On September 21, the state of Georgia is set to execute a convicted cop killer. However, there are fears that an innocent man could be killed, and his family, with the help of advocacy groups, are still hoping to prove his innocence in time.
In 1991, Troy Davis was convicted of shooting policeman, Mark MacPhail, and was sentenced to death. The evidence used to convict him consisted of nine eyewitnesses with inconsistent testimony of what happened during the murder.
Since then, seven of the nine witnesses have recanted their testimonies, claiming they were coerced by police during the investigation, according to Amnesty International.
One of the other two witnesses is the other suspect in the murder. Advocacy groups are also arguing that not only is there new evidence against that other suspect, but also nine individuals have signed affidavits implicating his guilt.
Over the last 20 years, Davis has had four appeals rejected, including a rare hearing in front of the U.S. Supreme Court. Davis’ attorneys have not been able to prove his innocence; however groups claim his guilt has been just as vague, leaving what many believe to be simply too much doubt to put a man to death.
"The problem with the legal system… is it has been so focused on procedure, it hasn't been asking a more fundamental question, which is, can we rely on the conviction?" said Laura Moye, death penalty abolition campaign director for Amnesty International USA.
"Troy Davis was given an enormous task of proving innocence at the evidentiary hearing in Savannah last summer. He was given a task that was almost impossible to achieve without physical evidence, and with witnesses that the judge didn't want to believe," she told the Inter-Press Service.
The case has drawn international attention and prominent supporters. In Davis’ corner are several human rights groups such as Amnesty International, Georgians for Alternatives to the Death Penalty, and the NAACP, among others.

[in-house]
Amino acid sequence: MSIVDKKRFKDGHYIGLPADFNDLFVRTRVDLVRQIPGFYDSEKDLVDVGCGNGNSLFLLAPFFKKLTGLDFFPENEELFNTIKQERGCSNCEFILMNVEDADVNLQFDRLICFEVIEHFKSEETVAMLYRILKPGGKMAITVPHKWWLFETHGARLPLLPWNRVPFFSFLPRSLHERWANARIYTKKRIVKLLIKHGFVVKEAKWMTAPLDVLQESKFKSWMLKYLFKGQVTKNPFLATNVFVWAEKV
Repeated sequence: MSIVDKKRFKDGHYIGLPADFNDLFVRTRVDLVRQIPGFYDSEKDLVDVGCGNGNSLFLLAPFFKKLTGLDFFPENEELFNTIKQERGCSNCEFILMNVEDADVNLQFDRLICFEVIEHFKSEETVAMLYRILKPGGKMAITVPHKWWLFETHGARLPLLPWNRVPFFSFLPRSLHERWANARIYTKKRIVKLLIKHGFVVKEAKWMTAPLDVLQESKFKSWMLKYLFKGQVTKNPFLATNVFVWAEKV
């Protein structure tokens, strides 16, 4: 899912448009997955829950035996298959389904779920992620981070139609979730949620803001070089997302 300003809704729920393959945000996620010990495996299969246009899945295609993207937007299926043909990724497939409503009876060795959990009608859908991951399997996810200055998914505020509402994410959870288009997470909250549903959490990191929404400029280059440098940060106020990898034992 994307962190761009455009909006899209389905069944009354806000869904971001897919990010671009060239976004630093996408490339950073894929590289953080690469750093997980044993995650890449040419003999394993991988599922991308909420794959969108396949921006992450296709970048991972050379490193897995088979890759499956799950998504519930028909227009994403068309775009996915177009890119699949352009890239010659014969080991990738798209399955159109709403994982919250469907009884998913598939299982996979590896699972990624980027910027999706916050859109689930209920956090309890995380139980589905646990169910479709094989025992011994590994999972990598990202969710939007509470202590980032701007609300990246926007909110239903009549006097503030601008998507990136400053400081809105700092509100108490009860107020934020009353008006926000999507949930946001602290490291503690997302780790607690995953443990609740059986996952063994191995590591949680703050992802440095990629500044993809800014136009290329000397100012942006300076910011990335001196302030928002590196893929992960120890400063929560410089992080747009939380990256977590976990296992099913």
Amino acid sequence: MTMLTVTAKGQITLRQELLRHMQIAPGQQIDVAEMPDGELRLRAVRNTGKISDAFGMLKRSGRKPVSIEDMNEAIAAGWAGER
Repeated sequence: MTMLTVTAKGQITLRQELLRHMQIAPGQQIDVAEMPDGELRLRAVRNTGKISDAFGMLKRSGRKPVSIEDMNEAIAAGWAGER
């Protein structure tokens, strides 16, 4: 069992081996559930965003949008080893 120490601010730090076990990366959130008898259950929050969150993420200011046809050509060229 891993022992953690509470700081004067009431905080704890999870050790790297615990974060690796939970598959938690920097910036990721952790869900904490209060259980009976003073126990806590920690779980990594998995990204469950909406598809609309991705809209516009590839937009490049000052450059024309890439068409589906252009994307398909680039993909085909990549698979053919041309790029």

According to CNN, celebrities have also joined the cause, including Susan Sarandon and Harry Belafonte as well as political and religious leaders such as Jimmy Carter and Archbishop Desmond Tutu.
"In the past two years, the coalition has grown beyond what we could have ever imagined. We're gonna fight. We believe in Troy's innocence," Davis's sister, Martina Correia has said.
The Davis family has suffered a great deal throughout the last 20 years of Davis’ incarceration. According to the San Francisco BayView, Davis’ father died six months after he was convicted, an aunt died 18 months ago, and his mother died in April.
“I just think my mother died of a broken heart, but she made sure we were strong enough to deal with this,” Correia said. “It’s not just the inmate who is on Death Row. That whole family is on Death Row.”
On top of the pressures of family deaths and a brother on death row, Correia is also undergoing treatment for breast cancer. When the BayView asked her how she dealt with so many pressures, Correia said, “I just have a strong faith in God. Whenever I have something happening, and it’s too much of a burden for me to carry, I just give it over to God.”
With the execution date set, the clemency process can begin and Davis’ supporters are going into overdrive to draw attention to the case and pressure the state of Georgia government.
Davis’ clemency hearing is on September 19. Several events are scheduled to show support. September 16 will be International Day of Solidarity for Troy Davis and rallies will be held across the country, including Atlanta at the historic Ebeneezer Baptist Church, where Martin Luther King, Jr. was a preacher in the 1960’s.
Amnesty International is also asking people to make the weekend of the 17th-18th a time for reflection or prayer for the Davis and MacPhail, and has even issued an interfaith prayer for the purpose on its website.
Supporters hope that the show of support will eventually pressure authorities to see the “reasonable doubt” of the case and not execute a man without full-proof evidence.
"The Board has very wide discretion at what they can look to to grant relief, they are not confined by the narrow parameters of the legal process, this narrow focus on process and procedure that has hampered Troy's ability to have his innocence claims taken seriously," Moye told IPS.
Davis’ sister says she simply wants authorities to see the obvious doubt and do the right thing.
"The Parole Board in 2009 said they would not execute when there's doubt. There's more than minimal doubt in Troy's case," Correia said. "There's so many unanswered questions."
And despite the setbacks and apparent injustice, Correia says her brother has turned the pain into a positive.
“He asks God if it’s His will to use him to make a bigger statement about innocence, then that’s God’s will.”